Each mine must at some moment be vacated by its occupant. The opening that is made then often has a very constant shape. In those Agromyzidae species where the mine is left prior to pupation, the larvae make neat semicircular exit slit in the epidermis.
Agromyza alnivora on Alder: exit slit
upper- or lower-surface
Often it is a constant feature of a species whether its exit slits are made in the upper or lower epidermis. In Phytomyza minuscula, a species with an upper-surface mine, the exit slits are invariably in the lower epidermis.
In Stigmella-species the exit slit is more highly arched; here too the the position of the exit slit often just as constant as that of the egg.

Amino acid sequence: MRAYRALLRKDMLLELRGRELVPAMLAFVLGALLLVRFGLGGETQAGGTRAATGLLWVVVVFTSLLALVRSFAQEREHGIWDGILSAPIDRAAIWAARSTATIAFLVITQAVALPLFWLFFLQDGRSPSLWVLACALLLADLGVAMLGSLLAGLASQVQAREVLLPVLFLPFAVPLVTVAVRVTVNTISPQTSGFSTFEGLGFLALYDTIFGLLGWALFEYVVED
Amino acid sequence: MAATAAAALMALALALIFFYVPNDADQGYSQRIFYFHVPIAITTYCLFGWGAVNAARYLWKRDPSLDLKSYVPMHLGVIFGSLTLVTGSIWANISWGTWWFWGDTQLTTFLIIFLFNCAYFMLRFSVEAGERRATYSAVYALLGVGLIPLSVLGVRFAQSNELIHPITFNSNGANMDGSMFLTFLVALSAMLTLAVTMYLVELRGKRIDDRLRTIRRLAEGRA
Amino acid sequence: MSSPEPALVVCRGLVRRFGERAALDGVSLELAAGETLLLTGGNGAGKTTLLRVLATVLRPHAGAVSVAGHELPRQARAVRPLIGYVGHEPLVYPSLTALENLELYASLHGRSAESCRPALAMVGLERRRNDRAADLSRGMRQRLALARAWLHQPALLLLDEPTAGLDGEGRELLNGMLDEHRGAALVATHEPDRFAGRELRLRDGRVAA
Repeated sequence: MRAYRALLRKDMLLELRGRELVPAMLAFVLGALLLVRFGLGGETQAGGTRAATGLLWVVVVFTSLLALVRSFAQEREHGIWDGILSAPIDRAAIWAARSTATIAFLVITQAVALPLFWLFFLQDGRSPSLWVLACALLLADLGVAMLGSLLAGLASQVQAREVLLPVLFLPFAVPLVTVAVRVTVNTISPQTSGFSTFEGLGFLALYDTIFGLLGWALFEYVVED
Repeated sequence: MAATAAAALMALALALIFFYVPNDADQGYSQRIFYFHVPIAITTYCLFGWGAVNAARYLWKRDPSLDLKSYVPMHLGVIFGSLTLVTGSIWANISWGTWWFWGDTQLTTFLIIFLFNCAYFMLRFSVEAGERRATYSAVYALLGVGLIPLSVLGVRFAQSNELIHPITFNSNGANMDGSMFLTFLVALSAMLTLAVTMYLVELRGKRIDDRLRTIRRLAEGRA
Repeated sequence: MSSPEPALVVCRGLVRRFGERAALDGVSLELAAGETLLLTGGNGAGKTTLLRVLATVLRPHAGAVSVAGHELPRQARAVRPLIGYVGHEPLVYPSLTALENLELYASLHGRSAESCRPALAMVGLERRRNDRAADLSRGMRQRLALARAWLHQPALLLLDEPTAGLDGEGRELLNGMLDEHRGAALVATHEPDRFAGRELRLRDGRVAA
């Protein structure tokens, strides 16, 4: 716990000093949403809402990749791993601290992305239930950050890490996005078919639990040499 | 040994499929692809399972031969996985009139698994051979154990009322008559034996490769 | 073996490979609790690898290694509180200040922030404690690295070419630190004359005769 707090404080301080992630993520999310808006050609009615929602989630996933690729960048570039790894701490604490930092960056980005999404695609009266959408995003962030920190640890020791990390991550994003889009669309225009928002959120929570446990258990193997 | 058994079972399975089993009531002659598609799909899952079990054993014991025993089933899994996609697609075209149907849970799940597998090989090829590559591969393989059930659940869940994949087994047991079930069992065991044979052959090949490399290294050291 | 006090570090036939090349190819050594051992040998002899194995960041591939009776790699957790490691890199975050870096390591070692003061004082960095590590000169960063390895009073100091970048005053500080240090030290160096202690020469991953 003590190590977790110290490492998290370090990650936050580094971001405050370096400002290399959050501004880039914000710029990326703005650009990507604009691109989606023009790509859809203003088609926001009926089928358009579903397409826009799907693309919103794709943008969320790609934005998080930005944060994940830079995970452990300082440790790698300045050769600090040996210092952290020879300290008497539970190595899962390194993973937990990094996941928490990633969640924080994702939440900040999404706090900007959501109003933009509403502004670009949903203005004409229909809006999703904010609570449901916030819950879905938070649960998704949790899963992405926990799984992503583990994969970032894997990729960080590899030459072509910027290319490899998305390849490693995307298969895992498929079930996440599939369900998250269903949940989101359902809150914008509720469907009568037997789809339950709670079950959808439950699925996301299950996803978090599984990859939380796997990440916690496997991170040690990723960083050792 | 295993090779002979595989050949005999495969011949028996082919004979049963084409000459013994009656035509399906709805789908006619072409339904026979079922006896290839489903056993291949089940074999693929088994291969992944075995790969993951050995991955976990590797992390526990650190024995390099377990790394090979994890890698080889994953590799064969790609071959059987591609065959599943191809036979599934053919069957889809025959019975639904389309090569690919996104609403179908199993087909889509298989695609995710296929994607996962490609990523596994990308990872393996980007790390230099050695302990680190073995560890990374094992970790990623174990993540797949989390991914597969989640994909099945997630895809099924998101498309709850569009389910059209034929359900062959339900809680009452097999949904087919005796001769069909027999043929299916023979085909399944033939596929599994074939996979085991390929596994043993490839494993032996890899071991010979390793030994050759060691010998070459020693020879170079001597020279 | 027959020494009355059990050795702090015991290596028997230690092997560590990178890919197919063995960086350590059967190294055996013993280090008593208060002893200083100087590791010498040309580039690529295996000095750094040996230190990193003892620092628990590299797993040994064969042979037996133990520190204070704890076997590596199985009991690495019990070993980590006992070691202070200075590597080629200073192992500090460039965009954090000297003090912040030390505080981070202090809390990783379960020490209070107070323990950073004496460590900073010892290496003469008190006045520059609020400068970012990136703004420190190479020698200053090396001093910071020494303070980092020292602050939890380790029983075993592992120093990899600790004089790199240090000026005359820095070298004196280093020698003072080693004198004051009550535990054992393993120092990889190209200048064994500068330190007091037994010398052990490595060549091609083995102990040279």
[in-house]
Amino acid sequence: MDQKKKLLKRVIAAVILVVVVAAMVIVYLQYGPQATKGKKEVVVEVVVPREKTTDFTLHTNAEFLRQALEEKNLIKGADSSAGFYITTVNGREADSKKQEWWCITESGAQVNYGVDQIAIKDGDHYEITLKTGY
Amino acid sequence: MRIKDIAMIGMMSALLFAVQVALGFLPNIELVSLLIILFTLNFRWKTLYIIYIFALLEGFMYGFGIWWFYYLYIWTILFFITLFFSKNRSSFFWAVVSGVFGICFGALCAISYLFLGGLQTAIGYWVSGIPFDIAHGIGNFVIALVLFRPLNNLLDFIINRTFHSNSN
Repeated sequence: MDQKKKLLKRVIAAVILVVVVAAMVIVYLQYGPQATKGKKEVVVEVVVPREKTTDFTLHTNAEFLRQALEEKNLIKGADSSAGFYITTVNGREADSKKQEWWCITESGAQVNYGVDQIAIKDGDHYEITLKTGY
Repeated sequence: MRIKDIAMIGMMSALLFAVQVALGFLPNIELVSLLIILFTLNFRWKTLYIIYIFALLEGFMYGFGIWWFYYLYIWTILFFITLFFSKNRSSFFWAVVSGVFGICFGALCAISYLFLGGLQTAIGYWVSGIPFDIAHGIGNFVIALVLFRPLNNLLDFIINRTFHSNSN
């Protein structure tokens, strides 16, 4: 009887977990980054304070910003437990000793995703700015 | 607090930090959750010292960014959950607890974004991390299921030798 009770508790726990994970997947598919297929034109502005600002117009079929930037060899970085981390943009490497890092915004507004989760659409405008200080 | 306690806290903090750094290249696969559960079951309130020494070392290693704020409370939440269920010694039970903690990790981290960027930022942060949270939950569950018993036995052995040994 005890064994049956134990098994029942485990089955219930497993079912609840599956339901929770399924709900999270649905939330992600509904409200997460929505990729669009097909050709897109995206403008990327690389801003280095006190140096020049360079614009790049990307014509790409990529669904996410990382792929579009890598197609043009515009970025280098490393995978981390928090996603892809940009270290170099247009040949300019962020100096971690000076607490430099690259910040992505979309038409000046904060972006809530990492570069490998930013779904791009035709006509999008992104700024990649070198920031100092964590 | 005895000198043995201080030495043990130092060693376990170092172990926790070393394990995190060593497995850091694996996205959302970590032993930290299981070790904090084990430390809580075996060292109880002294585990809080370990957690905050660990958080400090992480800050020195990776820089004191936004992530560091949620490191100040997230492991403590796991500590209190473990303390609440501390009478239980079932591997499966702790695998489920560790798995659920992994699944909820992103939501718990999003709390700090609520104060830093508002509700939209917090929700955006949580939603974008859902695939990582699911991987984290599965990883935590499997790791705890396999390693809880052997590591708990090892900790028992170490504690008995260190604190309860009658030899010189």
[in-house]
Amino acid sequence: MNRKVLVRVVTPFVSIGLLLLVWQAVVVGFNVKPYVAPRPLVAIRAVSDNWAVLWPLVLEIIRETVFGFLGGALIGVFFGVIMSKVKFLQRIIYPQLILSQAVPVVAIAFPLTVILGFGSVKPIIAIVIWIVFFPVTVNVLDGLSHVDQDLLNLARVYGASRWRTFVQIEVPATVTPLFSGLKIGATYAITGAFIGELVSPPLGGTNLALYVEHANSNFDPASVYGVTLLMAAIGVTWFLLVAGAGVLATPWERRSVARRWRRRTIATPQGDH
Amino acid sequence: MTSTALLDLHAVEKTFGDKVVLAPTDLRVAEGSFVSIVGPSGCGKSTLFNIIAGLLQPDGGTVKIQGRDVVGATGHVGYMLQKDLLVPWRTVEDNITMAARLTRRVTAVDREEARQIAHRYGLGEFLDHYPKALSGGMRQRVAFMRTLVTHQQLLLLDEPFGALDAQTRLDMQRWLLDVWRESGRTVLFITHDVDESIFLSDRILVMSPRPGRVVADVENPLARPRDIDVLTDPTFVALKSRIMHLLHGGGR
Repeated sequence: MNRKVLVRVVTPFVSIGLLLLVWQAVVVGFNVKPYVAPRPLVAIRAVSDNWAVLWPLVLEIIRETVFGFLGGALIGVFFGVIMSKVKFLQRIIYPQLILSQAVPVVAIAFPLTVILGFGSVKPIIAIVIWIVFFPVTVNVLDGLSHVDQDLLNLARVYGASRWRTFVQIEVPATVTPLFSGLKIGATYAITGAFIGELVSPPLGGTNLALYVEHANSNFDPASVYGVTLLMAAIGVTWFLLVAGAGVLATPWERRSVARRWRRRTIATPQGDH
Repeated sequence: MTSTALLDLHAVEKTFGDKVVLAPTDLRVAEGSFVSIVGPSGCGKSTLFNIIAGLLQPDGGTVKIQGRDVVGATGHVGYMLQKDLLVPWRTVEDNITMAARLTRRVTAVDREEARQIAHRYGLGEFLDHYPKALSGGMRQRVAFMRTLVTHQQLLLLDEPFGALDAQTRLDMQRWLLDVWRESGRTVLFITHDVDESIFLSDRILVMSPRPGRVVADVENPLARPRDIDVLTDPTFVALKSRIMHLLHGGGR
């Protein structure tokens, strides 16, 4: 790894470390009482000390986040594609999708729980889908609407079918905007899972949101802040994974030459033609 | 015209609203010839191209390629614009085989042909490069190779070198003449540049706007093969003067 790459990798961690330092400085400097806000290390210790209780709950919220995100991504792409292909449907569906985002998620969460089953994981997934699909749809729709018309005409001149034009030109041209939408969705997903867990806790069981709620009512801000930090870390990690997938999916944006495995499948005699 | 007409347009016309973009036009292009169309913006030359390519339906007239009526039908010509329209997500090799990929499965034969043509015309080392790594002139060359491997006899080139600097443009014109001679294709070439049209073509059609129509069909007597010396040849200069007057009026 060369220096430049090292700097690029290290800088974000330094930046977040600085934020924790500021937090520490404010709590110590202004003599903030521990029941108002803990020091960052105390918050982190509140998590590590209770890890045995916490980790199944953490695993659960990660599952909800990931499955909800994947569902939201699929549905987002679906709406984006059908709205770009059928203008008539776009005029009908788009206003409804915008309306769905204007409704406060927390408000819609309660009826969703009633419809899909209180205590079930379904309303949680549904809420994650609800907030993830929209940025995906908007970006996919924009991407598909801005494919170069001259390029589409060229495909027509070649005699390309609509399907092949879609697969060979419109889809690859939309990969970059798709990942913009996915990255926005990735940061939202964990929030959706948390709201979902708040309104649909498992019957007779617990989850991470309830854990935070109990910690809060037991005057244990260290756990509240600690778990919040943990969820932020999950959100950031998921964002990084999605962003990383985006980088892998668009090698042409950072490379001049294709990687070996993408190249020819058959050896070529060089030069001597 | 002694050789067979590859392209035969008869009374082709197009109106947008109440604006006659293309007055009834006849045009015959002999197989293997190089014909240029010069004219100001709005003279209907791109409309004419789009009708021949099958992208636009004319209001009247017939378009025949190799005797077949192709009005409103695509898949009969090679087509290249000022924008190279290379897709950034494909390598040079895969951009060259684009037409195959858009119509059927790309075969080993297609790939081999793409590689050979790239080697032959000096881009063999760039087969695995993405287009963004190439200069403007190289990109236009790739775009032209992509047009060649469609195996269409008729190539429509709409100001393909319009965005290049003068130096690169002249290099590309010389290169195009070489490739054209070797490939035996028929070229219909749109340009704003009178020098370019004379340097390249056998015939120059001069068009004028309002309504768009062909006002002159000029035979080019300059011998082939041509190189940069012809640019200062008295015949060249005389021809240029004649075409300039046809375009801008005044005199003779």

Phytomyza minuscula on Lesser Meadow Rue: lower surface exit slits
Most mining larvae spend their entire life within a single mine. There are, however, species that are capable to move to another (part of the) leaf and start a new mine. An odd species goes ‘through the house’, tunnelling through petiole, stem and petiole to a new leave. Most actually leave the protection of the mine, and bore themselves in elsewhere. With a bit of luck it sometimes is possible to see the opening that is made by the larva while reentering.
Many species lack the possibility to reenter a leaf: bracing yourself firmly, gnaw a hole in the epidermis and bore yourself in often goes beyond the capabilities of a larva.
Mompha raschkiella on Fireweed: opening
election of frass
Openings in the mine often have the principal role to enable the ejection of frass.